Changing His Story
Posted on Friday, March 08, 2013
When he first took office at the age of 24, Ithaca Mayor Svante Myrick sent out a memo to the 450 government employees of the city. The memo contained two simple rules for the workers: Myrick never wanted to hear them say "we've always done it this way" or "other cities do it this way."
In his short time as mayor of the city of 30,000 - and throughout his journey thus far - Myrick has sought to break from the status quo and look at situations from a completely different perspective. On Thursday evening, Myrick's President's Forum address, "Youth and Democracy," highlighted this passion.
"He comes to us with many accomplishments already and a great commitment to community service," said President Mark D. Gearan. "This is a young man who has taken his passion for ideas and put his talents to work."
As a child, Myrick knew the importance of government programs. In his early years, he remembers living in homeless shelters, relying on food kitchens, and even at one point living in a car - all while his mother worked several minimum wage jobs.
Although Myrick's story is an inspirational one, it can also, he admitted, be a dangerous one. "Americans love the myth of the guy who pulls himself up by his bootstraps - they love stories about individuals," said Myrick. "But I'm not self-made. It was a community that conspired together to raise a child."
It was a high school teacher, Hobart alum Jonathan Sherry '96, who showed Myrick that he needed to change his view of his own narrative. "Mr. Sherry showed me what I needed to do to be successful," recalled Myrick. "He changed the way I thought about my own story."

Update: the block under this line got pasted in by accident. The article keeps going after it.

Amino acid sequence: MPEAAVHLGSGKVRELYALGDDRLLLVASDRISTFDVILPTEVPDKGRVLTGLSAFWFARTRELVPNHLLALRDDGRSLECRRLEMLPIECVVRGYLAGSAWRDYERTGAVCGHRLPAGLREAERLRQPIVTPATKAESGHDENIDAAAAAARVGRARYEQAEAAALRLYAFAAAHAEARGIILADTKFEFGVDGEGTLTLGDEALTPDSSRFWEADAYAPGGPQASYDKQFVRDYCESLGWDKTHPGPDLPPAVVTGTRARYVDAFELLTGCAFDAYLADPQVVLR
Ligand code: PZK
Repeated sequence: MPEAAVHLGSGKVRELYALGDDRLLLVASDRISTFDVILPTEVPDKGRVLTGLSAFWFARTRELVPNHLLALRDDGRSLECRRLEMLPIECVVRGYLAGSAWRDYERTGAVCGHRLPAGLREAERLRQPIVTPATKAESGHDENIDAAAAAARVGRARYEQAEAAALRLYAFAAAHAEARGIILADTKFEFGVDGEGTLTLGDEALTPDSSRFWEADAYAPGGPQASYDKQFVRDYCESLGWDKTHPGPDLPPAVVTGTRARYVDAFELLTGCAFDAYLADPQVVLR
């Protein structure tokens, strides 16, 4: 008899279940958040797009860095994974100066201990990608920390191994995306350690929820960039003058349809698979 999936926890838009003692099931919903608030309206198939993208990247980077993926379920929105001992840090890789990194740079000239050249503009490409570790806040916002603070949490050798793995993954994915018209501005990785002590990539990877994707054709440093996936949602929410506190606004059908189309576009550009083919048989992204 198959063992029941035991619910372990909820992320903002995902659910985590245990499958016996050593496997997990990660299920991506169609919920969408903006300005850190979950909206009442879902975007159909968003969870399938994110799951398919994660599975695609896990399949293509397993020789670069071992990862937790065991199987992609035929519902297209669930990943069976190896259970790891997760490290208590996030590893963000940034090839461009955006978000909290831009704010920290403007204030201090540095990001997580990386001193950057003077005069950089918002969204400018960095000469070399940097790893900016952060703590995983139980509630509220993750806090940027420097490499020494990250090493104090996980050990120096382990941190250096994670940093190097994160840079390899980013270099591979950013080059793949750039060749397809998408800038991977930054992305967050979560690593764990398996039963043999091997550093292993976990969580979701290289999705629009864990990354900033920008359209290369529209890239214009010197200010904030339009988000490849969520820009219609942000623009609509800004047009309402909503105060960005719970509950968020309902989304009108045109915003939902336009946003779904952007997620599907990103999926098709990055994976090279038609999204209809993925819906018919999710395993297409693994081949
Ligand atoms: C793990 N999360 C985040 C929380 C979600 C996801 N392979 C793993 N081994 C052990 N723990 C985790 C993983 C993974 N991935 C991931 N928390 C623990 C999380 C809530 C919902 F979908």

Myrick credited his success to the countless individuals who have helped him throughout his life. "If you think that the way to solve a problem is to hunker down by yourself, to will yourself through - you will fail," remarked Myrick.
From his mother to his band teacher to his soccer coach, Myrick recalled the various life lessons he took away from each. "All of these people are the people you come to lean on, they make you a success," Myrick explained. "True stories are ones of collective action."
It is this mentality Myrick took with him to the office of mayor. Myrick outlined a few of his accomplishments since coming to office, including transforming his private parking space into Ithaca's smallest public park. "By turning something private into something public, everyone has a stake in it," said Myrick.
Throughout Ithaca, utility boxes became canvases for 21 artists thanks to the 21 Boxes Project Myrick spearheaded. A Fourth of July celebration brought 20,000 Ithaca residents together for an evening of true community. "Now we all have something to talk about, we have a collective experience we can share," said Myrick, who believes that such experiences produce pride and collective responsibility.
In addition to these mayoral successes, Myrick has helped the city undergo its first serious organizational reforms in decades and close its budget deficit.
Now 25 years old - and just barely older than the students he addressed - Myrick asked his peers to get involved, to work to tackle the problems the country is facing today. "We don't need you in politics 40 years down the road, you have what we need right now: energy, creativity, and moral authority," remarked Myrick. "You may fall on your face 45 percent of the time, but it's okay because remember - you only need 55 percent of the votes."